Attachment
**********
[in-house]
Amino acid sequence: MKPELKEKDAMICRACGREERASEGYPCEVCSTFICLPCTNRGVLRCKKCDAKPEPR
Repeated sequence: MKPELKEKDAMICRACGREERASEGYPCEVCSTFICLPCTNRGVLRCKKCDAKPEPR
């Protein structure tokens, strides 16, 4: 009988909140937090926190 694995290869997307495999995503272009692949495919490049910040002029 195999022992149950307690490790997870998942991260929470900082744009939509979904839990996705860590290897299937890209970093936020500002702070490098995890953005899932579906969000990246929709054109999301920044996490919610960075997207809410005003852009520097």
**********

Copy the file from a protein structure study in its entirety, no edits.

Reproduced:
[in-house]
Amino acid sequence: MKPELKEKDAMICRACGREERASEGYPCEVCSTFICLPCTNRGVLRCKKCDAKPEPR
Repeated sequence: MKPELKEKDAMICRACGREERASEGYPCEVCSTFICLPCTNRGVLRCKKCDAKPEPR
């Protein structure tokens, strides 16, 4: 009988909140937090926190 694995290869997307495999995503272009692949495919490049910040002029 195999022992149950307690490790997870998942991260929470900082744009939509979904839990996705860590290897299937890209970093936020500002702070490098995890953005899932579906969000990246929709054109999301920044996490919610960075997207809410005003852009520097």